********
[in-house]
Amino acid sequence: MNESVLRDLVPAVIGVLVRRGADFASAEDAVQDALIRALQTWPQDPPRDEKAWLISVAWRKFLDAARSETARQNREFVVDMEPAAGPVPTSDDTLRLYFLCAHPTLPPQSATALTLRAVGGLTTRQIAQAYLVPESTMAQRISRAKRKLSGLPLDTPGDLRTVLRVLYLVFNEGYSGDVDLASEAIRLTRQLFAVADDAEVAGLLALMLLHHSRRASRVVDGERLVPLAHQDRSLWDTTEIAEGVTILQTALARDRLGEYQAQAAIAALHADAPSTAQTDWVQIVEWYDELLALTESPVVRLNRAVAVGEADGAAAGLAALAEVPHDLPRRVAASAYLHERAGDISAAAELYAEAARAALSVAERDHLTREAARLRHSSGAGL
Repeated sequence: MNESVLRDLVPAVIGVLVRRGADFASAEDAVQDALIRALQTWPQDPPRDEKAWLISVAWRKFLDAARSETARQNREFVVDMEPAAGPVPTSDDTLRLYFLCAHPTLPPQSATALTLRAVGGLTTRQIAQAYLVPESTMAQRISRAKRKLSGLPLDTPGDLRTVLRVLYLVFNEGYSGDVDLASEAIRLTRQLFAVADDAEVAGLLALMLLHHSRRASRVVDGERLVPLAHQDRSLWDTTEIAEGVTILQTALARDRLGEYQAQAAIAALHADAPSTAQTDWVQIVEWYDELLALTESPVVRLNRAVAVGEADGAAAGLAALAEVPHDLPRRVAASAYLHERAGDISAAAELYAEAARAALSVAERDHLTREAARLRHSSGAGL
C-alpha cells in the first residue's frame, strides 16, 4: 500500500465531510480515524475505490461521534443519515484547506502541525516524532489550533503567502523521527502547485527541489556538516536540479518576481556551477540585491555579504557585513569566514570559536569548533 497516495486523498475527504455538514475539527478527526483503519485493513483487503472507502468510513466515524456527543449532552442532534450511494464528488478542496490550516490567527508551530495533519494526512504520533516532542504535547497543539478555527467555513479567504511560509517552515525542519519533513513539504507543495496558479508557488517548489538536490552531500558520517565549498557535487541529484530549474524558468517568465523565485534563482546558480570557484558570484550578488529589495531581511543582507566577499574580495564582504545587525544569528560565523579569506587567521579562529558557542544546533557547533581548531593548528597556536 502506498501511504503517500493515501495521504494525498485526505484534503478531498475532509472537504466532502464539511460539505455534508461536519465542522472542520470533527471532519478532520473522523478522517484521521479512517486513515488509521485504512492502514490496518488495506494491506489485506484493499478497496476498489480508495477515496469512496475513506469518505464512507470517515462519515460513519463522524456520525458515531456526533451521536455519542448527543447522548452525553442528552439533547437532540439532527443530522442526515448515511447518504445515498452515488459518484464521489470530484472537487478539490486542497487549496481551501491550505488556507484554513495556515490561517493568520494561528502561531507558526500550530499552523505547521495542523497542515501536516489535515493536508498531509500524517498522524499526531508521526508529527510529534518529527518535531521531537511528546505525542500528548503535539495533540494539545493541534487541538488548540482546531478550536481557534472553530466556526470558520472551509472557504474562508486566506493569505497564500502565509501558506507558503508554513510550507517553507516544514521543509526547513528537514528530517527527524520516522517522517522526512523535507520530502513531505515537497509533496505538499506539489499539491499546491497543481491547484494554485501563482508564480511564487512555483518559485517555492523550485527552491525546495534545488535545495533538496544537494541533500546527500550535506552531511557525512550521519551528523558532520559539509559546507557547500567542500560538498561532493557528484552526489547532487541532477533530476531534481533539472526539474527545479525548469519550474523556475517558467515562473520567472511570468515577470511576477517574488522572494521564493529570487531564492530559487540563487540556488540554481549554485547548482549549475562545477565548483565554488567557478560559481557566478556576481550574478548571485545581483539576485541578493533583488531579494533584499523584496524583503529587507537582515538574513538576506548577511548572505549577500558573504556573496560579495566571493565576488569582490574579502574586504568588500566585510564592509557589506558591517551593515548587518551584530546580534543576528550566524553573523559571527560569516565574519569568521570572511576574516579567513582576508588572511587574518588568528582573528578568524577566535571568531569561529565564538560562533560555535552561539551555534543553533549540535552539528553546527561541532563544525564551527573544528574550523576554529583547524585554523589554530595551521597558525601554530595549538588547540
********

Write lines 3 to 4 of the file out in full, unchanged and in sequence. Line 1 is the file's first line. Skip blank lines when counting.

Repeated sequence: MNESVLRDLVPAVIGVLVRRGADFASAEDAVQDALIRALQTWPQDPPRDEKAWLISVAWRKFLDAARSETARQNREFVVDMEPAAGPVPTSDDTLRLYFLCAHPTLPPQSATALTLRAVGGLTTRQIAQAYLVPESTMAQRISRAKRKLSGLPLDTPGDLRTVLRVLYLVFNEGYSGDVDLASEAIRLTRQLFAVADDAEVAGLLALMLLHHSRRASRVVDGERLVPLAHQDRSLWDTTEIAEGVTILQTALARDRLGEYQAQAAIAALHADAPSTAQTDWVQIVEWYDELLALTESPVVRLNRAVAVGEADGAAAGLAALAEVPHDLPRRVAASAYLHERAGDISAAAELYAEAARAALSVAERDHLTREAARLRHSSGAGL
C-alpha cells in the first residue's frame, strides 16, 4: 500500500465531510480515524475505490461521534443519515484547506502541525516524532489550533503567502523521527502547485527541489556538516536540479518576481556551477540585491555579504557585513569566514570559536569548533 497516495486523498475527504455538514475539527478527526483503519485493513483487503472507502468510513466515524456527543449532552442532534450511494464528488478542496490550516490567527508551530495533519494526512504520533516532542504535547497543539478555527467555513479567504511560509517552515525542519519533513513539504507543495496558479508557488517548489538536490552531500558520517565549498557535487541529484530549474524558468517568465523565485534563482546558480570557484558570484550578488529589495531581511543582507566577499574580495564582504545587525544569528560565523579569506587567521579562529558557542544546533557547533581548531593548528597556536 502506498501511504503517500493515501495521504494525498485526505484534503478531498475532509472537504466532502464539511460539505455534508461536519465542522472542520470533527471532519478532520473522523478522517484521521479512517486513515488509521485504512492502514490496518488495506494491506489485506484493499478497496476498489480508495477515496469512496475513506469518505464512507470517515462519515460513519463522524456520525458515531456526533451521536455519542448527543447522548452525553442528552439533547437532540439532527443530522442526515448515511447518504445515498452515488459518484464521489470530484472537487478539490486542497487549496481551501491550505488556507484554513495556515490561517493568520494561528502561531507558526500550530499552523505547521495542523497542515501536516489535515493536508498531509500524517498522524499526531508521526508529527510529534518529527518535531521531537511528546505525542500528548503535539495533540494539545493541534487541538488548540482546531478550536481557534472553530466556526470558520472551509472557504474562508486566506493569505497564500502565509501558506507558503508554513510550507517553507516544514521543509526547513528537514528530517527527524520516522517522517522526512523535507520530502513531505515537497509533496505538499506539489499539491499546491497543481491547484494554485501563482508564480511564487512555483518559485517555492523550485527552491525546495534545488535545495533538496544537494541533500546527500550535506552531511557525512550521519551528523558532520559539509559546507557547500567542500560538498561532493557528484552526489547532487541532477533530476531534481533539472526539474527545479525548469519550474523556475517558467515562473520567472511570468515577470511576477517574488522572494521564493529570487531564492530559487540563487540556488540554481549554485547548482549549475562545477565548483565554488567557478560559481557566478556576481550574478548571485545581483539576485541578493533583488531579494533584499523584496524583503529587507537582515538574513538576506548577511548572505549577500558573504556573496560579495566571493565576488569582490574579502574586504568588500566585510564592509557589506558591517551593515548587518551584530546580534543576528550566524553573523559571527560569516565574519569568521570572511576574516579567513582576508588572511587574518588568528582573528578568524577566535571568531569561529565564538560562533560555535552561539551555534543553533549540535552539528553546527561541532563544525564551527573544528574550523576554529583547524585554523589554530595551521597558525601554530595549538588547540